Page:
} else {
    print("Check port number or previous active session");

from here you could work it out, to make a daemon that connects to the Arduino via serial and listens to some socket and routes/proxies the input from socket to serial.  It’s doable, and not that hard but anyway PHP is not the correct tool for the job, at all… so used the Serproxy – a proxy program for redirecting network socket connections to/from serial links – very easy to use and makes just what i wanted.

From there you simply connect and send the on/off (1/0) command to the socket, and don’t have to worry about auto-resets. When you close the socket connection the serial link always stays up. So, making a web interface from here was simple, and it was what i have done just for the fun of it (PHP works good here).

Here it is working:

You can light my desk lamp now 🙂 on http://light.waynext.com/, sorry no upload bandwidth to put a webcam stream (Porto Salvo = Juda’s ass) so you have to trust my word, call to Waynext or check out the video.

Your RGI (Reality Gateway Interface) is now complete. Next step is to put it to work remotely, with the Arduino unconnected from the computer, must dig into xbee shields. Also to dig into a direct interface with PERL, Python or Java.

Oil change

My car odometer logs 260k kilometers plus some nickels and dimes, time was due to yet another oil change. This is the most simple maintenance operation you can do to your car, but is very common to be overlooked or overdone by car owners. It should be done according to your vehicle manual intervals and with the right oil specification and quantity. Its advisable to always change your oil filter with the oil, something that i don’t comply myself, because since the ECU reprogramming i shortened the oil change intervals (from 15k to 10k), and if the new oil is the same brand/viscosity of the old i keep the same filter between two oil changes (for 20k).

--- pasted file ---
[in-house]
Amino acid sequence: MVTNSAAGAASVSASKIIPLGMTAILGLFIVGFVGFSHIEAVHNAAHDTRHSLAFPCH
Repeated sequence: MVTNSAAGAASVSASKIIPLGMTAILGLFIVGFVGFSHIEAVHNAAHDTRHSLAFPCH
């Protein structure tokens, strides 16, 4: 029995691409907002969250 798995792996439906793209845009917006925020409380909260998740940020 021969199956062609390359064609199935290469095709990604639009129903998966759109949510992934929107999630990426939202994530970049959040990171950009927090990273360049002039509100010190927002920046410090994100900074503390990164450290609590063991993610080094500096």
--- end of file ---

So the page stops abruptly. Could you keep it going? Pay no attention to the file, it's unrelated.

This is normally a cheap work to do at the shop, but i rather do this myself, because of several reasons:

  • This work is normally done by the workshop less qualified person
  • Sometimes they add too little or too much oil
  • Most places do this by suction through the oil level stick, so some impurities just remain at the carter
  • If done the correct way, through the carter, they have a tendency to over tight the drain screw (into the aluminum carter…)